Mastering UFW : Tricks and Tips

Mastering UFW : Tricks and Tips
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Uncomplicated Firewall (UFW) is a user-friendly interface for managing iptables on Ubuntu and other Linux distributions. It simplifies firewall management for both beginners and experienced users.

This tutorial will delve into various UFW tricks and tips to help you harness the full potential of this powerful firewall management tool.

Tip 1: Installing UFW

If UFW isn't already installed on your system, you can install it using the following command:

sudo apt-get install ufw

Tip 2: Enabling UFW

To enable UFW and ensure that it starts on boot, use the following command:

sudo ufw enable

Tip 3: Disabling UFW

To disable UFW, you can use the following command:

sudo ufw disable

Tip 4: Checking UFW Status

To check the status of UFW and see which rules are currently active, run:

sudo ufw status verbose

Tip 5: Adding Firewall Rules

Use ufw allow to create rules to allow specific services or ports. For example, to allow SSH (port 22), use:

sudo ufw allow 22/tcp

Tip 6: Denying Firewall Rules

To deny specific ports or services, use ufw deny. For example, to deny HTTP (port 80), use:

sudo ufw deny 80/tcp

Tip 7: Deleting Firewall Rules

If you need to remove a rule, use ufw delete. Specify the rule's number (shown in ufw status verbose):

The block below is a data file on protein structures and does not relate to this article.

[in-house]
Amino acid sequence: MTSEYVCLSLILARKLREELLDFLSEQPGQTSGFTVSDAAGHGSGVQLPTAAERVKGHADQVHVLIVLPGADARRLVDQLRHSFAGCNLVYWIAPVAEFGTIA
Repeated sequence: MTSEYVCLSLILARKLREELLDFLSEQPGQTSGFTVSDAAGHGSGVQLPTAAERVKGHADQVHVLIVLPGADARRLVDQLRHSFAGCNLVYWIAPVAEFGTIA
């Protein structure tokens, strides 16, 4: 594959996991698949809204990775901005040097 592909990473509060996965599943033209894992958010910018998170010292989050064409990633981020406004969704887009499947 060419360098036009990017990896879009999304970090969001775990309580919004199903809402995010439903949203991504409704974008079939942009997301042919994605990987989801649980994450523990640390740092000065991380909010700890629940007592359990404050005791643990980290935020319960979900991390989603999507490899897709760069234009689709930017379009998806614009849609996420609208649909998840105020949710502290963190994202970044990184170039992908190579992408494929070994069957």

sudo ufw status numbered
sudo ufw delete <rule_number>

Tip 8: Allowing Specific IP Addresses

To allow connections from a specific IP address, use ufw allow from. For instance:

sudo ufw allow from

Tip 9: Enabling or Disabling UFW Logging

You can enable or disable UFW logging to track blocked connections. To enable logging, use:

sudo ufw logging on

To disable logging:

sudo ufw logging off

Tip 10: Resetting UFW Rules

If you want to start over or reset UFW to its default settings, use:

sudo ufw reset

Tip 11: Application Profiles

UFW includes application profiles that simplify rule management. List available profiles with:

sudo ufw app list

To allow or deny a specific application, use:

sudo ufw allow <app_profile>
sudo ufw deny <app_profile>

Tip 12: Limiting Connection Rates

You can limit the rate of incoming connections to prevent abuse. For example, to limit SSH to five connections per minute:

sudo ufw limit OpenSSH

Tip 13: Advanced Rule Syntax

UFW allows for complex rule definitions. For example, to allow incoming SSH connections only from a specific IP range:

sudo ufw allow from to any port 22

Tip 14: IPv6 Support

UFW supports IPv6 alongside IPv4. To add a rule for IPv6, simply specify the protocol:

sudo ufw allow 80/tcp6

Tip 15: Customizing UFW Before.rules and After.rules

For advanced users, you can customize the before.rules and after.rules files in /etc/ufw. Be cautious when modifying these files, as it can impact UFW's behavior.


With these UFW tricks and tips, you can effectively manage your firewall, secure your Linux system, and control network traffic.

Always exercise caution when configuring firewall rules, especially when dealing with remote access, to avoid locking yourself out of your system.